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Improving reading comprehension in the primary grades: Mediated effects of a language-focused classroom intervention

Research output: Contribution to journalJournal article

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  • Language and Reading Research Consortium
  • Hui Jiang
  • Jessica Logan
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<mark>Journal publication date</mark>15/08/2019
<mark>Journal</mark>Journal of Speech, Language, and Hearing Research
Issue number8
Volume62
Number of pages17
Pages (from-to)2812-2828
Publication statusPublished
Original languageEnglish

Abstract

Purpose: This paper includes results from a multi-state randomized controlled trial designed to investigate the impacts of a language-focused classroom intervention on primary grade students’ proximal language skills and distal reading comprehension skills.
Method: The sample included 938 children from 160 classrooms in four geographic regions in the United States; each classroom was randomly assigned to one of two experimental conditions (two variations of a language-focused intervention) or business-as-usual (BAU) control. For this study, the two experimental conditions were collapsed as they represented minor differences in the language-focused intervention. All children completed assessments at multiple time points during the academic year. Proximal measures (curriculum-aligned measures of vocabulary, comprehension monitoring, and understanding narrative and expository text) were administered throughout the school year. Distal measures of reading comprehension were administered at the beginning and the end of the school year.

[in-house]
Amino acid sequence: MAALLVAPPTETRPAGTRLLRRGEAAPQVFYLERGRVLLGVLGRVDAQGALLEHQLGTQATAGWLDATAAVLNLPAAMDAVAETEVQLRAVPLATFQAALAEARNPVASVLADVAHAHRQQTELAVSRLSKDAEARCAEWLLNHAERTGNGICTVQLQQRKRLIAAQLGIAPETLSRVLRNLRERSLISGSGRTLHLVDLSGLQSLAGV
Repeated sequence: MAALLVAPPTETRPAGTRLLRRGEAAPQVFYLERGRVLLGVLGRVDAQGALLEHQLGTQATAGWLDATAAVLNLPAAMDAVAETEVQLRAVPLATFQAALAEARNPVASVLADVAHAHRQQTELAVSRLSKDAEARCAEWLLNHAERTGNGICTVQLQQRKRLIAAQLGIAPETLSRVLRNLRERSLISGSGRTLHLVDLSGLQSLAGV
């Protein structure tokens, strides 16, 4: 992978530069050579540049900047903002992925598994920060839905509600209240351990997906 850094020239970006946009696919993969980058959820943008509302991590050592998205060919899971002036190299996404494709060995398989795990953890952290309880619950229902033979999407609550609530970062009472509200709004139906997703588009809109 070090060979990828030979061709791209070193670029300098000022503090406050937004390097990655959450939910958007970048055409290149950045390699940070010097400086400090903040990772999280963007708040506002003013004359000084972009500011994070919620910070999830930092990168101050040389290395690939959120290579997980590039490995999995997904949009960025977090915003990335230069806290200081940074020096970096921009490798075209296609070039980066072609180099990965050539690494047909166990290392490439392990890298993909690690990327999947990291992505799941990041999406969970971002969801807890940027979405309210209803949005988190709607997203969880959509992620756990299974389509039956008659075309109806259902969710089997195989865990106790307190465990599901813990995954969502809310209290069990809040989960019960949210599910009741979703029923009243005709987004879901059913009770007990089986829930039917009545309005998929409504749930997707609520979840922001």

Results: Multilevel multivariate regression was conducted with results showing that students receiving the language-focused intervention significantly outperformed those in the control group in comprehension monitoring and vocabulary, with effect sizes ranging from .55-1.98. A small effect in understanding text (narrative) was found in third grade only. Multilevel path analyses were then conducted to examine if the intervention had a positive impact on reading comprehension through the influence of proximal language outcomes. In all three grades, instruction impacted reading comprehension via the mediation of vocabulary, with sizable effects (1.89-2.26); no other indirect pathways were significant.
Conclusions:
This study provides evidence that a language-focused intervention can positively impact students’ performance on language measures that are closely aligned with the intervention, with indirect, large effects on distal reading comprehension measures. Theoretically, this study provides causally interpretable support for the language bases of reading comprehension.